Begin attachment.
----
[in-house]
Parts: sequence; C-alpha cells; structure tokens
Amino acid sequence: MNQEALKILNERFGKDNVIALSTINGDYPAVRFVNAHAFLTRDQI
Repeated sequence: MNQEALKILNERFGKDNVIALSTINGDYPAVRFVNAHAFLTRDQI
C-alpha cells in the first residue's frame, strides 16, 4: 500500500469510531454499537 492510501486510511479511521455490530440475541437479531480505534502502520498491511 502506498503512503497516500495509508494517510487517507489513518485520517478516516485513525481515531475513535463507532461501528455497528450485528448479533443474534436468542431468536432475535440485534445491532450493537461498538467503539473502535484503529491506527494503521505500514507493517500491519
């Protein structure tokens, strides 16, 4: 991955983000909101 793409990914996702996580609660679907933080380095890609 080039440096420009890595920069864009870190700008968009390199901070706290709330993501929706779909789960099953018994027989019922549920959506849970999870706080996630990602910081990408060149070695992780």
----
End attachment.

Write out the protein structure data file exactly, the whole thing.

[in-house]
Parts: sequence; C-alpha cells; structure tokens
Amino acid sequence: MNQEALKILNERFGKDNVIALSTINGDYPAVRFVNAHAFLTRDQI
Repeated sequence: MNQEALKILNERFGKDNVIALSTINGDYPAVRFVNAHAFLTRDQI
C-alpha cells in the first residue's frame, strides 16, 4: 500500500469510531454499537 492510501486510511479511521455490530440475541437479531480505534502502520498491511 502506498503512503497516500495509508494517510487517507489513518485520517478516516485513525481515531475513535463507532461501528455497528450485528448479533443474534436468542431468536432475535440485534445491532450493537461498538467503539473502535484503529491506527494503521505500514507493517500491519
């Protein structure tokens, strides 16, 4: 991955983000909101 793409990914996702996580609660679907933080380095890609 080039440096420009890595920069864009870190700008968009390199901070706290709330993501929706779909789960099953018994027989019922549920959506849970999870706080996630990602910081990408060149070695992780």